Mitchella repens


Common Names: Partridge berry, partridgeberry, squaw vine
Category: Plants
Sub-category: Coffee family


Partridge berry is an evergreen plant growing as a non-climbing vine, no taller than 6 cm tall with creeping stems 15 to 30 cm long. The evergreen, dark green, shiny leaves are ovate to cordate in shape. The leaves have a pale yellow midrib. The petioles are short, and the leaves are paired oppositely on the stems. Adventitious roots may grow at the nodes; and rooting stems may branch and root repeatedly, producing loose spreading mats. The small, trumpet-shaped, axillary flowers are produced in pairs, and each flower pair arises from one common calyx which is covered with fine hairs. Each flower has four white petals, one pistil, and four stamens. Partridge Berry is a distylous taxa. The plants have either flowers with long pistils and short stamens (long-styled flowers, called the pin), or have short pistils and long stamens (short-styled flowers, called the thrum). The ovaries of the twin flowers fuse, so that there are two flowers for each berry. The two bright red spots on each berry are vestiges of this process. The fruit is a drupe containing up to eight seeds. The fruits are never abundant.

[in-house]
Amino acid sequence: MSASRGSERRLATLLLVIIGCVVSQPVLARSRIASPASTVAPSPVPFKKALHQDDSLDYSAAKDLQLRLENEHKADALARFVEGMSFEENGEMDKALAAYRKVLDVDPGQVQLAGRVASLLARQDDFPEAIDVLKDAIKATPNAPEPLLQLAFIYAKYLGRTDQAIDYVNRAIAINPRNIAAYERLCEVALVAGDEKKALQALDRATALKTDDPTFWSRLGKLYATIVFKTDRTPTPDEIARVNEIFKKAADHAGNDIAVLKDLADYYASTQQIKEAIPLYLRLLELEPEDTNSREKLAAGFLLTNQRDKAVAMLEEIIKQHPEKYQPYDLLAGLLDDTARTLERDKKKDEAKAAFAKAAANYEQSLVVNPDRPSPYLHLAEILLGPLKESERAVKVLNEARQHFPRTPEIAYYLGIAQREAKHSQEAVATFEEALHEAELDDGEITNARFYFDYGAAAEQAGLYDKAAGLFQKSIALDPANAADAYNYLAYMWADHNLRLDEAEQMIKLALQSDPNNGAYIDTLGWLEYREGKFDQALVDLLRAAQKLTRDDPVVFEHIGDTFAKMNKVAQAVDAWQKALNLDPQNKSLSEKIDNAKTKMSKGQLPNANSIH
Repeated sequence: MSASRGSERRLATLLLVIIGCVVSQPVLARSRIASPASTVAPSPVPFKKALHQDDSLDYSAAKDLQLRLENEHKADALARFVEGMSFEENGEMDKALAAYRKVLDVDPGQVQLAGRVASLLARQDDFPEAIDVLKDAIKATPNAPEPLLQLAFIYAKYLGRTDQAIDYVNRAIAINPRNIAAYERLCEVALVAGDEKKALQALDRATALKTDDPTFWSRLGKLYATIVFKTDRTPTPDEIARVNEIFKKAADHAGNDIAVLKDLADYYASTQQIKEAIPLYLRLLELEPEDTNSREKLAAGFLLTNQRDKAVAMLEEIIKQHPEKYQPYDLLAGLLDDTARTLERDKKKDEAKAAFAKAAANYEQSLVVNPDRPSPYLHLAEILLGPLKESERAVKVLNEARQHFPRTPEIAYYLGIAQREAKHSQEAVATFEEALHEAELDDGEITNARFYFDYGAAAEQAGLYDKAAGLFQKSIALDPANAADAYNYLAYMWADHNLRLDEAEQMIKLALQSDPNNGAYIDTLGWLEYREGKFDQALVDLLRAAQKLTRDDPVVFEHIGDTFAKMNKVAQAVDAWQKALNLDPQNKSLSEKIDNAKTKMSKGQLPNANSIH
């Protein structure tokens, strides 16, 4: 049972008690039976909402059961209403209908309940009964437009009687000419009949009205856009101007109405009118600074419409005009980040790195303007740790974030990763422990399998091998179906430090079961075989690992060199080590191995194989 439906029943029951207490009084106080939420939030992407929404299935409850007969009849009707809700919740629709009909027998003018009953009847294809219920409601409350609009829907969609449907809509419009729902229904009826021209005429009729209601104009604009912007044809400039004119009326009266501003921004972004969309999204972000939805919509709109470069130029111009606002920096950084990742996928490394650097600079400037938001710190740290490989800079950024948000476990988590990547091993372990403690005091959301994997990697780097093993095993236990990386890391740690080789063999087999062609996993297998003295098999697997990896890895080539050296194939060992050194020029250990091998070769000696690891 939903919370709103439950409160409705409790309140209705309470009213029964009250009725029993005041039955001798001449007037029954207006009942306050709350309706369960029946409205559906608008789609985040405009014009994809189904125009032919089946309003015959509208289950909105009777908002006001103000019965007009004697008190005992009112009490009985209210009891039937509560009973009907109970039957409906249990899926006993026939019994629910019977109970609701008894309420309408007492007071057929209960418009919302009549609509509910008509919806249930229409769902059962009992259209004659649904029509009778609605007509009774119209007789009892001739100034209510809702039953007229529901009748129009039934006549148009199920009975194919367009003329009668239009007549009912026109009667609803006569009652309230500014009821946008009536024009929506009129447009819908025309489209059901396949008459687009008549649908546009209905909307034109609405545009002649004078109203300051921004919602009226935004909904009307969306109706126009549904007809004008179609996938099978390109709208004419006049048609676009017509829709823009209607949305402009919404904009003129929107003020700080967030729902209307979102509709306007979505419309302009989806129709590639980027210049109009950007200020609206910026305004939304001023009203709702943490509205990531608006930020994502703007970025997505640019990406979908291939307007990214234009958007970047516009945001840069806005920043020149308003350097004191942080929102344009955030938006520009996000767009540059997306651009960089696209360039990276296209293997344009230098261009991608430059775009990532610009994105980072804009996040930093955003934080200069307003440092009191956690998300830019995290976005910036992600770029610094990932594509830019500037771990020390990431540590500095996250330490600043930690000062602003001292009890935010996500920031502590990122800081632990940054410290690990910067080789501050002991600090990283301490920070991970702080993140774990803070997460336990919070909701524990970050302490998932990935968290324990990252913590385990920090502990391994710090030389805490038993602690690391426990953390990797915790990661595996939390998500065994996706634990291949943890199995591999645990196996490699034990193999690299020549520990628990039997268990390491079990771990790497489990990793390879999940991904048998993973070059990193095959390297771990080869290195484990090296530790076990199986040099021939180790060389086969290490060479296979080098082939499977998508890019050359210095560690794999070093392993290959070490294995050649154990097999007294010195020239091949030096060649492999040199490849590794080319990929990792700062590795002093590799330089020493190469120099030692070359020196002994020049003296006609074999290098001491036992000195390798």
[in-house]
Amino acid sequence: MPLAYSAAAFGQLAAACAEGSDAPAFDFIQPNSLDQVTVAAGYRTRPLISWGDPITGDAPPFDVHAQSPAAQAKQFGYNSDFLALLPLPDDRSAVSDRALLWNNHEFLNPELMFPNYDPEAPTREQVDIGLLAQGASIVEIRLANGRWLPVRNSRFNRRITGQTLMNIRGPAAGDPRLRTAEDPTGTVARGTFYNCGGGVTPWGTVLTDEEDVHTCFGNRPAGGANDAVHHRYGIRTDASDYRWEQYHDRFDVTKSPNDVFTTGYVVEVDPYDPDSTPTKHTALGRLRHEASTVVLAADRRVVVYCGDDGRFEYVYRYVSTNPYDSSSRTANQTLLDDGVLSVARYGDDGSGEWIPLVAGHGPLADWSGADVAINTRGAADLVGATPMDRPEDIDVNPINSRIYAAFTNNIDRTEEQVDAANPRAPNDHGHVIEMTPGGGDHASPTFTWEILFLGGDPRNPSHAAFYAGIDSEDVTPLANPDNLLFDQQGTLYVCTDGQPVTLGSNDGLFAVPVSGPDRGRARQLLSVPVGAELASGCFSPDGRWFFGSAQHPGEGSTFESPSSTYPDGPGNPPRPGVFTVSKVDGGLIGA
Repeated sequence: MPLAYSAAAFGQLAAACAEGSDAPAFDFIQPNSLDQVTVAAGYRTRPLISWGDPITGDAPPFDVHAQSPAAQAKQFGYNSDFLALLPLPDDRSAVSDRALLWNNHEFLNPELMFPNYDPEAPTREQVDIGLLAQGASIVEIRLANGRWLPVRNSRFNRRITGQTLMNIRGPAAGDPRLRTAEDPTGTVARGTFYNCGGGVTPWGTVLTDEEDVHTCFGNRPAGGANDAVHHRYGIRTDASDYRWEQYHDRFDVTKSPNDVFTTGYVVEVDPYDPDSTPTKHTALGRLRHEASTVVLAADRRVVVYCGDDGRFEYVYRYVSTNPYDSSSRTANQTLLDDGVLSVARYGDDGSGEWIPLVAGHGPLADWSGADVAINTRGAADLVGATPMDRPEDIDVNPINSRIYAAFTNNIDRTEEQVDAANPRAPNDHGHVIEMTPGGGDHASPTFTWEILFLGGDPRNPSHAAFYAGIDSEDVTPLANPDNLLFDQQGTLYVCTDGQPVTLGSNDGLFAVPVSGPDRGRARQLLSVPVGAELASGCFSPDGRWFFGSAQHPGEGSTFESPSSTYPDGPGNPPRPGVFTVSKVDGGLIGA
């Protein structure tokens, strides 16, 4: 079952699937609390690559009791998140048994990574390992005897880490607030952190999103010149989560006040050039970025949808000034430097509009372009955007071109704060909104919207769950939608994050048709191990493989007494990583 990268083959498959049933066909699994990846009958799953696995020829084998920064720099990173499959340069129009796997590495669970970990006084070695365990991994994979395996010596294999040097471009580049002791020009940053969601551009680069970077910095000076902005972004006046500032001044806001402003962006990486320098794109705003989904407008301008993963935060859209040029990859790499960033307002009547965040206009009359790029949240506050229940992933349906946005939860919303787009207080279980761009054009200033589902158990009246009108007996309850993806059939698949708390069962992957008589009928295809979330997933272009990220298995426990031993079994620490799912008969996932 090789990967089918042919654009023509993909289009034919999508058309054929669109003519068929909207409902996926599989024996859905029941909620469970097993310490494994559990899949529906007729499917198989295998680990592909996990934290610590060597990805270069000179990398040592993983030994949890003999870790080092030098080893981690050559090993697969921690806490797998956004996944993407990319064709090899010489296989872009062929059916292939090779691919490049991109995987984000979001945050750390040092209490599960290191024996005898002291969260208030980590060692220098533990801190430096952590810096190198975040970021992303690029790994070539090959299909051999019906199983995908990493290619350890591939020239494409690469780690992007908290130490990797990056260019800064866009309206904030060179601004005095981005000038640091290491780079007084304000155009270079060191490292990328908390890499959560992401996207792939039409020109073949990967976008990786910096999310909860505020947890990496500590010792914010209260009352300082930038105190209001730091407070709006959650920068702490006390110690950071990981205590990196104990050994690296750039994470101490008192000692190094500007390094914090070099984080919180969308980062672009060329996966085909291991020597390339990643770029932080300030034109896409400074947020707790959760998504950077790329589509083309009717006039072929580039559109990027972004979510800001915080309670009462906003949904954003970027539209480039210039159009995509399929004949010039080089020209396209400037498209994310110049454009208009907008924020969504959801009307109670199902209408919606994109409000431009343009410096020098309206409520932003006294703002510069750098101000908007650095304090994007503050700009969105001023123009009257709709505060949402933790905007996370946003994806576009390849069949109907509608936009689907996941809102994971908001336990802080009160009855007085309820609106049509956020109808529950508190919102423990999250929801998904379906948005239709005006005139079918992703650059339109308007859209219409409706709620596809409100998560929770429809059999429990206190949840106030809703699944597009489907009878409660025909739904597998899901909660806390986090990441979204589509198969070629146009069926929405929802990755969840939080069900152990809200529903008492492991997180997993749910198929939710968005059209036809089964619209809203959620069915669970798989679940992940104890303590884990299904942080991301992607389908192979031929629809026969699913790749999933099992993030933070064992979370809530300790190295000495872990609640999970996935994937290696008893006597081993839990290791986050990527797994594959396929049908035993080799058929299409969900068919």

It is found growing in dry or moist woods, along stream banks and on sandy slopes. The fruit ripens between July and October, and may persist through the winter.


Primary Flower Color: White
Secondary Flower Color: White
 
Edible Notes: The ripe red berries are starchy and edible but do not have much flavor.
Warnings: Not known to be dangerous.
Sightings